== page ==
by Ann Ashby [Great-great-granddaughter of Henry Incledon Pilcher]
[Editor: This article was first published in HAFS Journal Vol 1 No 3, May 1992.]
On 1 February 1854 Septimus Hungerford [E.7], seventh son of Captain Emanuel Hungerford and his wife Catherine Loane, married Eliza Sophia Pilcher, eldest child of Henry Incledon Pilcher and his wife Eliza Bradley, so joining two prominent Maitland families. The following is some background on the Pilcher family.
Early Years in the Colony
Henry Incledon Pilcher, with his wife Eliza and three year old daughter, Eliza Sophia, arrived in Port Jackson on 16 April 1830 on the 220 ton brig Elizabeth from Plymouth. The 202 day voyage was marred by the death of their dear baby son Edward, aged five and a half months, “near five degrees of the line”. Also on this voyage were Henry Dangar, who was returning to Australia, and Gilbert Cory (younger brother of Edward Gostwyck Cory) who was coming to Australia for the first time.
The family stayed at the Cummings Hotel in Sydney while Henry set about the business of applying for a land grant. Before coming to Australia, he had travelled to France to study “the cultivation of the vine and the making of the tonic”, so intended settling in the Hunter Valley for this purpose.
He immediately rented Vineyard Cottage Farm, near Paterson, from Edward Gostwyck Cory, where there was already a small plantation of vines. By 25 June 1830 he had planted about 25 acres of wheat, and was intending to sow as much again, as well as preparing more land for vine growing.
Henry’s Land Grant
Henry had already applied for his land grant – eight days after landing. In 1830 a man’s assets determined the size of his grant, so to this end he deposited 500 pounds sterling in the Bank of Australia, and presented a list to the Land Board of goods he had brought with him to sell or exchange for stock. He nominated Henry Dangar’s brother, Thomas, as his referee. He was granted 960 acres but managed to have it doubled after writing to Governor Darling to explain that 1 it was entirely inadequate to my purposes as a Settler on the following grounds:
First: I have purchased and paid for more than 500 head of fine woolled sheep, 35 head of cattle and 2 horses independent of other things. The usual computation is that 1 sheep requires 3 acres of natural grass to support it thro’out the year – therefore my sheep alone would overstock the grant your Excellency has been pleased to direct to be made to me.
Secondly: I have property independent of the cash proportion to which your Excellency seems to have directed the grant, with which I am now negotiating exchange for cattle and sheep but which I must decline taking if I have not more land to support them.
Thirdly: The lowness of prices and the depression of the times have enabled me to make purchases of stock equal to what a Settler four years since could have done with five times my capital.
Henry chose his 1920 acres at Wollarobba, between Paterson and Dungog, and named his property Wallaringa. In 1838 he applied for a further grant, which was refused as he had not improved the original grant to the required standard. He indulged in a great deal of correspondence on the refusal as he had poured a lot of money into his other, purchased, properties, and felt that this should have been taken into consideration. However this argument did not impress Governor Gipps and his request for reconsideration was refused.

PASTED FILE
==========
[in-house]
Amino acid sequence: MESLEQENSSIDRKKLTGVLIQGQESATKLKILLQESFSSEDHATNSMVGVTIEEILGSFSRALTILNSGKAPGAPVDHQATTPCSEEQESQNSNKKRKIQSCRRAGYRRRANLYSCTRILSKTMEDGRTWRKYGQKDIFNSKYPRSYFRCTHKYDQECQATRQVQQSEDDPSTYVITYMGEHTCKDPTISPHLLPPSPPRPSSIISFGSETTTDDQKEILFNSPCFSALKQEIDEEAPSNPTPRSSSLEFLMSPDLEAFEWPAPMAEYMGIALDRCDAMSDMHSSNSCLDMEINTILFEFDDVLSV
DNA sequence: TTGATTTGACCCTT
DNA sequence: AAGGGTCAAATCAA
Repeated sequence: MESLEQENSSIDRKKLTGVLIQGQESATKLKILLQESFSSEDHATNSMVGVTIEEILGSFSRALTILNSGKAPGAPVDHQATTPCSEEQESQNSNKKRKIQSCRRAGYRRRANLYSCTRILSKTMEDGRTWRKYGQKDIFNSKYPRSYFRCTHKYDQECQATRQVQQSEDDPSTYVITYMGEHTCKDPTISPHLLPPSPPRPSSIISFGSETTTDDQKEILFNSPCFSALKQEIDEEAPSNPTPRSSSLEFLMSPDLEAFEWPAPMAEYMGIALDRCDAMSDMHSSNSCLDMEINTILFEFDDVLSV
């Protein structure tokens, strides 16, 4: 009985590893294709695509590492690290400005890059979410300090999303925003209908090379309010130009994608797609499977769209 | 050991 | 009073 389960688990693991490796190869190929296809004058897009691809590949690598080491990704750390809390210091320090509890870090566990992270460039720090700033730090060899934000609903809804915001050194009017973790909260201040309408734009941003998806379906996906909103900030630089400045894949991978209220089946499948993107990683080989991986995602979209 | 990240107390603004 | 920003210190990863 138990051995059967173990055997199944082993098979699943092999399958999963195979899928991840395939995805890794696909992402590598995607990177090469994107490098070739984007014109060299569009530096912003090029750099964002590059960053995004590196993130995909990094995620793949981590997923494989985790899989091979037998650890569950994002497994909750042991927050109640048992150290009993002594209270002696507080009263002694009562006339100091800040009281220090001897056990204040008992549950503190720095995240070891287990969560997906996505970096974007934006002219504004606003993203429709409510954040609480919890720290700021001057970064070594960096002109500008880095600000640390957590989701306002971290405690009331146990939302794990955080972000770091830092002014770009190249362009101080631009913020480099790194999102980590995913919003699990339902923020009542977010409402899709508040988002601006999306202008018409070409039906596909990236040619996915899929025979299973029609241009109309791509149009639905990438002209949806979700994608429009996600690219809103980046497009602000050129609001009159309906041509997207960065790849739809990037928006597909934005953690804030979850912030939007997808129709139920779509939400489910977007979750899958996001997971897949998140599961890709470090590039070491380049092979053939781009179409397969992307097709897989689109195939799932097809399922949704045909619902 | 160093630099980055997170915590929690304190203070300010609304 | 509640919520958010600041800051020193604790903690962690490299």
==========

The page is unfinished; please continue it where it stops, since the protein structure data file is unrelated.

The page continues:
Legal Practice in Maitland
As he was already a Solicitor of the High Court of Chancery and an Attorney of the Law Courts of Westminster, he wished to practise law in New South Wales. He therefore applied for a town grant in the new town of Maitland, and after he was admitted as an Attorney, Solicitor and Proctor of the Supreme Court of New South Wales on 1 September 1830, he set up his practice in the High Street.
Henry built a home in West Maitland for his growing family and called the 60 acre property Telarah – the suburb now bears this name. The home was:
a handsome and substantial stone edifice with a splendid flagged verandah, supported by stone columns
a large entrance hall, spacious dining and drawing rooms, elegantly fitted with marble chimney pieces, study; four large bedrooms; stores, pantries, etc.
The outbuildings consisted of
a barn and granary, 60′ x 20’6″, height 12’; a strong substantial slabbed building, floored and shingled; 8-stalled stable and coachhouse, two kitchens each 20’ square, cart shed, gardener’s hut, etc.
The grounds were tastefully laid out and were in the “highest state of cultivation” and the orchard and the garden were “abundantly stocked with the choicest fruit trees”.
Eliza’s Land and Family
He continued to buy up land in Maitland. However he signed over to his wife a great deal of land in a Deed of Grant in 1843; this was possibly something to do with the depression of the times or perhaps the 1840s version of a “bottom of the harbour” deal. In any case it was a lucky move for his wife as Henry died of apoplexy (stroke) less than two years later at the age of only 45.
Henry and Eliza had 11 children (two of them died in infancy), so Eliza was left with 9 children to bring up, the youngest only 14 months old.